Presentaton Utilities – Clipping useful images and text

In the second Presentation Utilities article Alan Cooke looks at clipping useful images and text – en masse.
When designing a presentation you often come across images and snippets of researched text that you need to copy and paste.  Clipmate may be the perfect choice since it can copy both text and screen captures.  In addition there is no limit to the number of ‘clips’ you can collect, all of which can be saved in a tailor-made set of ‘collections’.

First of all, let’s define a clip:

A clip could be text or graphic (screen capture), in whole or part, which is copied from the screen and inserted (pasted) into another application.  This ‘copy’ and ‘paste’ action is most commonly performed by using the CTRL+C / CTRL+A and CTRL+V key combination or using the right click mouse key option.  Without the use of additional software or software features (Microsoft Office does have an extended clipboard facility) one is limited to one available ‘clip’ which is stored in the computer’s memory.

Clipmate has been developed to overcome the Windows Clipboard limitations.  It’s a powerful and feature rich application. This is a very brief overview.

Figure 1  Clipmate main screen

Figure 1 Clipmate main screen

Above you can see the three main sections of Clipmate.  On the top left we have an explorer-style list of the default and user created folders, called ‘collections’ in Clipmate.  This is where you can ‘store’ all the collections you would like to keep.  For example, I have one for HTML code snippets, signatures and often used text.  You could keep your ‘terms and conditions’ in a ‘legal’ collection, for example.  The pane labelled ‘There is nothing to display’ is where ALL your clips are copied into as you collect them.

Figure 2 Two 'graphic' clips

Figure 2 Two 'graphic' clips

In figure 2 you can see two graphic clips.  Clipmate identifies the type of clip.  It also records the time, date and source.  In the above clip MWSnap was the application used to capture a clip of Clipmate, see Figure 3 below at the bottom.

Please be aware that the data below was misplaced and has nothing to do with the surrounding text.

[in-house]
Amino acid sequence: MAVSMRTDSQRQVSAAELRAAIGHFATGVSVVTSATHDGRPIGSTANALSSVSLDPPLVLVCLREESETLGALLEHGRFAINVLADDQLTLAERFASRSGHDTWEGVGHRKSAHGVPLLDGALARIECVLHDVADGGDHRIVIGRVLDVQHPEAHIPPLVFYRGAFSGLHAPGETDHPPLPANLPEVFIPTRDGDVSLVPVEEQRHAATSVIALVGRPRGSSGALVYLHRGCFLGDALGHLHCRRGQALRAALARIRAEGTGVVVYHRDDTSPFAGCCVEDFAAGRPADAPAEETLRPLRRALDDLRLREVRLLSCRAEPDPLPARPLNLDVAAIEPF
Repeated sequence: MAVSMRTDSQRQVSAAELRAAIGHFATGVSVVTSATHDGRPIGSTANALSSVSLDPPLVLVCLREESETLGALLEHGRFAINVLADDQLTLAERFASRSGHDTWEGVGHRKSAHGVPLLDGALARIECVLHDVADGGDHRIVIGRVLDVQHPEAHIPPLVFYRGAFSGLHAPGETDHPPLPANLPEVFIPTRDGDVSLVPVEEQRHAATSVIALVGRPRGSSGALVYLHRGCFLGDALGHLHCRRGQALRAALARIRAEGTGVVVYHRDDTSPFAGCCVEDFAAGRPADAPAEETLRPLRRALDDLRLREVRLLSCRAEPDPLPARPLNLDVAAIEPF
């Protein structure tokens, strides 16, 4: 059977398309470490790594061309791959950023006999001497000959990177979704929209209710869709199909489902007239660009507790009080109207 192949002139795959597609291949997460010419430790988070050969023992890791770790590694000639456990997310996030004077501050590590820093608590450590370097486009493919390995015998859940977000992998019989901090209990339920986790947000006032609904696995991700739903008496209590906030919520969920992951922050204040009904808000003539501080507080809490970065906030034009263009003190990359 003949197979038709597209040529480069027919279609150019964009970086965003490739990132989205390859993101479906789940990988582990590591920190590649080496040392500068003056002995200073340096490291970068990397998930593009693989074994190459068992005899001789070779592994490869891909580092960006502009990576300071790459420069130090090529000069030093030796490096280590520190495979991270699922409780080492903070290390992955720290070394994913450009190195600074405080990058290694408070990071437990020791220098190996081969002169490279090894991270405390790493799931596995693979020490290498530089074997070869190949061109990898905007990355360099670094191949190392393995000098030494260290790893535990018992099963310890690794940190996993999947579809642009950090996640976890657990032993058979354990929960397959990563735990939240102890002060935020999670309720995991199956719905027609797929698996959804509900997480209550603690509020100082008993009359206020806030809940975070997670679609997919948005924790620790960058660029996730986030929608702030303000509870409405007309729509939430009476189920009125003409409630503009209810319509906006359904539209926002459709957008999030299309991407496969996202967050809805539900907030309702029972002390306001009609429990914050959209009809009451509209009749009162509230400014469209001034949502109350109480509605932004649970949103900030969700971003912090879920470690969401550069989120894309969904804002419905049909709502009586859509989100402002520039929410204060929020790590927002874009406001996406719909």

Figure 3 The actual clip in the lower pane

Figure 3 The actual clip in the lower pane

A scenario.  You are creating a PowerPoint presentation demonstrating some features of your website.  Both text and graphics will be used.  Clipmate is loaded and minimised in the system tray.  Using a hotkey combination to capture a clip you can now copy all the clips you need to create your presentation.

Figure 4 HotKey combinations

Figure 4 Hotkey combinations

I use ‘Region Screen Capture’ most commonly (note:  the key combination has been changed to suit my purposes).

Using this hotkey you can capture all the graphic clips you need copied into Clipmate, one after another.
To copy text simply left click and drag (standard method) then CTRL+C and the selected text is copied into Clipmate.

In the lower pane (Figure 1) you have a number of tools which can be used to clean up the copied text.  For example, you can remove all the html code (if copied from a web page) or you can strip out extra spaces, convert cases,  find and replace, and a few more.  It even has a spell check.

Pasting is a doddle.  Clipmate detects which application you are working in.  So, for example, Clipmate is aware that I am using Word right now.  So with Clipmate open I simply find the clip I need to insert/paste and double click it.  Hey presto!  It’s right here:  ‘To get your slides animated you need to use the custom animation feature in PowerPoint. For a quick guide on how to animate read our PowerPoint animation guide.’

Need a graphic next?

Figure 4 HotKey combinations


Clipmate has a host of amazing features and benefits as well as a comprehensive help file.  It has become a regular system tray option on my PC.


Clipmate is shareware and can be downloaded here.


Published On: 21st Jun 2010

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1 Comment
  1. its very use full

    uday 20 Jul at 4:28 pm